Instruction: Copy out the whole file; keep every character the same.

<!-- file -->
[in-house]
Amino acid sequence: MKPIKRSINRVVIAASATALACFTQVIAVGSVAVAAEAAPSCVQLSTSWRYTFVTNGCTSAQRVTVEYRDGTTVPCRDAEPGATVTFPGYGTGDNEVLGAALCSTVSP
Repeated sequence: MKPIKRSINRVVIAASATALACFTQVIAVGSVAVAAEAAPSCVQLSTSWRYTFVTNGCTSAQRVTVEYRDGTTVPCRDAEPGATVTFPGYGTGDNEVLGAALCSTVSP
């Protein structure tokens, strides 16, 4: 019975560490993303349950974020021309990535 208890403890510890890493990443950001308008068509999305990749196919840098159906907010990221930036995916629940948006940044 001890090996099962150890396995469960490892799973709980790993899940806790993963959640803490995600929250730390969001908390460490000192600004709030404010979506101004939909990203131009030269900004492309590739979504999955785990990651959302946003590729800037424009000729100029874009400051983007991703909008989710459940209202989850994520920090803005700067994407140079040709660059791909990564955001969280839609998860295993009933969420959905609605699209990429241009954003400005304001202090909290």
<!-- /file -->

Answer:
[in-house]
Amino acid sequence: MKPIKRSINRVVIAASATALACFTQVIAVGSVAVAAEAAPSCVQLSTSWRYTFVTNGCTSAQRVTVEYRDGTTVPCRDAEPGATVTFPGYGTGDNEVLGAALCSTVSP
Repeated sequence: MKPIKRSINRVVIAASATALACFTQVIAVGSVAVAAEAAPSCVQLSTSWRYTFVTNGCTSAQRVTVEYRDGTTVPCRDAEPGATVTFPGYGTGDNEVLGAALCSTVSP
């Protein structure tokens, strides 16, 4: 019975560490993303349950974020021309990535 208890403890510890890493990443950001308008068509999305990749196919840098159906907010990221930036995916629940948006940044 001890090996099962150890396995469960490892799973709980790993899940806790993963959640803490995600929250730390969001908390460490000192600004709030404010979506101004939909990203131009030269900004492309590739979504999955785990990651959302946003590729800037424009000729100029874009400051983007991703909008989710459940209202989850994520920090803005700067994407140079040709660059791909990564955001969280839609998860295993009933969420959905609605699209990429241009954003400005304001202090909290």